To conclude, our study is the first providing data on GDF-15 time course in the plasma of post-stroke patients undergoing revascularization, either by thrombolysis or mechanical thrombectomy. Our findings further suggest that the GDF-15 cytokine could be a prognostic biomarker of mortality in ischemic stroke patients treated with acute revascularization therapy. Further studies are needed to better understand the pathophysiological mechanisms that could explain this association.
YB: honoraria for lectures or consulting fees from AstraZeneca, Daiichi-Sankyo, BMS, Pfizer, Medtronic, MSD France, Amgen, and Boehringer-Ingelheim. CB, MP, CM, AM, Luc Rochette, CV: None.
The raw data supporting the conclusions of this manuscript will be made available by the authors, without undue reservation, to any qualified researcher.
The PARADISE study was approved by the Institutional Review Board (CPP EST I: 2015/32; IDRCB: 2015-A01664-45). Oral informed consent was collected from the patients or their relatives according to French Legislation.
CB: data collection, sample analysis, article writing. AM and MP: sample analysis. PT and CM: data collection and analysis. CV and YB: study design, data analysis, article writing.
This study was supported by funding from the French Ministry of Research, from the Société Française Neurovasulaire, the Regional Council of Burgundy, the Dijon University Hospital and Dijon Faculty of Heath Sciences.
Conflict of Interest Statement
The authors declare that the research was conducted in the absence of any commercial or financial relationships that could be construed as a potential conflict of interest.
The authors thank Suzanne Rankin for English revision of the manuscript, Ivan Porcherot for technical assistance, Jérôme Durier for statistical analysis assistance.
3. Moore AG, Brown DA, Fairlie WD, Bauskin AR, Brown PK, Munier ML, et al. The transforming growth factor-ss superfamily cytokine macrophage inhibitory cytokine-1 is present in high concentrations in the serum of pregnant women. J Clin Endocrinol Metab. (2000) 85:4781–8. doi: 10.1210/jcem.85.12.7007
4. Kempf T, Horn-Wichmann R, Brabant G, Peter T, Allhoff T, Klein G, et al. Circulating concentrations of growth-differentiation factor 15 in apparently healthy elderly individuals and patients with chronic heart failure as assessed by a new immunoradiometric sandwich assay. Clin Chem. (2007) 53:284–91. doi: 10.1373/clinchem.2006.076828
5. Ho JE, Mahajan A, Chen MH, Larson MG, McCabe EL, Ghorbani A, et al. Clinical and genetic correlates of growth differentiation factor 15 in the community. Clin Chem. (2012) 58:1582–91. doi: 10.1373/clinchem.2012.190322
6. Wiklund FE, Bennet AM, Magnusson PK, Eriksson UK, Lindmark F, Wu L, et al. Macrophage inhibitory cytokine-1 (MIC-1/GDF15): a new marker of all-cause mortality. Aging Cell. (2010) 9:1057–64. doi: 10.1111/j.1474-9726.2010.00629.x
7. Eggers KM, Kempf T, Wallentin L, Wollert KC, Lind L. Change in growth differentiation factor 15 concentrations over time independently predicts mortality in community-dwelling elderly individuals. Clin Chem. (2013) 59:1091–8. doi: 10.1373/clinchem.2012.201210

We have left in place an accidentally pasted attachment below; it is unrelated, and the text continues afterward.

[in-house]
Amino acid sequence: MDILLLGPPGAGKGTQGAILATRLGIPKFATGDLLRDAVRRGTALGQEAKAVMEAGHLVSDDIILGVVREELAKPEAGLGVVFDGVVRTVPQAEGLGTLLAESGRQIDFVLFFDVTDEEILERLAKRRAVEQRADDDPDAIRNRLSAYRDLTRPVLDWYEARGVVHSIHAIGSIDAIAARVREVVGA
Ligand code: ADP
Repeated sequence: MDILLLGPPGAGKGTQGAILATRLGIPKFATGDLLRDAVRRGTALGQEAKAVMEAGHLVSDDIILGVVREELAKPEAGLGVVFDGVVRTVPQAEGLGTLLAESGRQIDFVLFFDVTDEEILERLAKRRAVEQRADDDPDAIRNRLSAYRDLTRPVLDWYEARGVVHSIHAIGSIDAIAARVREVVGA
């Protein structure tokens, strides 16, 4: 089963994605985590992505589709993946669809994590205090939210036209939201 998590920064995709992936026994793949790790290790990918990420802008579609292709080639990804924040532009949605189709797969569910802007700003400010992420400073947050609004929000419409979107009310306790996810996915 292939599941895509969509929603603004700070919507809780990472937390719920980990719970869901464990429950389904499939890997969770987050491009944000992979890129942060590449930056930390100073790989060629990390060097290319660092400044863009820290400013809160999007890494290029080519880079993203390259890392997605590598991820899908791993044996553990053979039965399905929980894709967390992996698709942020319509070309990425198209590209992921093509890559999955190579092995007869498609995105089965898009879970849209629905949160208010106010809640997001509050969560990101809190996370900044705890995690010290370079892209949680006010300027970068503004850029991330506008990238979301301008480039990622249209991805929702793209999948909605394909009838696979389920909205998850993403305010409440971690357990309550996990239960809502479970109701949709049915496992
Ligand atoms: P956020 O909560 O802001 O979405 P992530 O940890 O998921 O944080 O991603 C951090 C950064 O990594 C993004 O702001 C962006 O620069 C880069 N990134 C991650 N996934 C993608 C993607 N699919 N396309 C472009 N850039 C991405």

8. Kahli A, Guenancia C, Zeller M, Grosjean S, Stamboul K, Rochette L, et al. Growth differentiation factor-15 (GDF-15) levels are associated with cardiac and renal injury in patients undergoing coronary artery bypass grafting with cardiopulmonary bypass. PLoS ONE. (2014) 9:e105759. doi: 10.1371/journal.pone.0105759
10. Eggers KM, Kempf T, Allhoff T, Lindahl B, Wallentin L, Wollert KC. Growth-differentiation factor-15 for early risk stratification in patients with acute chest pain. Eur Heart J. (2008) 29:2327–35. doi: 10.1093/eurheartj/ehn339
11. Schaub N, Reichlin T, Twerenbold R, Reiter M, Steuer S, Bassetti S, et al. Growth differentiation factor-15 in the early diagnosis and risk stratification of patients with acute chest pain. Clin Chem. (2012) 58:441–9. doi: 10.1373/clinchem.2011.173310
12. Hagstrom E, Held C, Stewart RA, Aylward PE, Budaj A, Cannon CP, et al. Growth differentiation factor 15 predicts all-cause morbidity and mortality in stable coronary heart disease. Clin Chem. (2017) 63:325–33. doi: 10.1373/clinchem.2016.260570
13. Kempf T, Bjorklund E, Olofsson S, Lindahl B, Allhoff T, Peter T, et al. Growth-differentiation factor-15 improves risk stratification in ST-segment elevation myocardial infarction. Eur Heart J. (2007) 28:2858–65. doi: 10.1093/eurheartj/ehm465
14. Wollert KC, Kempf T, Peter T, Olofsson S, James S, Johnston N, et al. Prognostic value of growth-differentiation factor-15 in patients with non-ST-elevation acute coronary syndrome. Circulation. (2007) 115:962–71. doi: 10.1161/CIRCULATIONAHA.106.650846
15. Khan SQ, Ng K, Dhillon O, Kelly D, Quinn P, Squire IB, et al. Growth differentiation factor-15 as a prognostic marker in patients with acute myocardial infarction. Eur Heart J. (2009) 30:1057–65. doi: 10.1093/eurheartj/ehn600
16. Widera C, Pencina MJ, Meisner A, Kempf T, Bethmann K, Marquardt I, et al. Adjustment of the GRACE score by growth differentiation factor 15 enables a more accurate appreciation of risk in non-ST-elevation acute coronary syndrome. Eur Heart J. (2012) 33:1095–104. doi: 10.1093/eurheartj/ehr444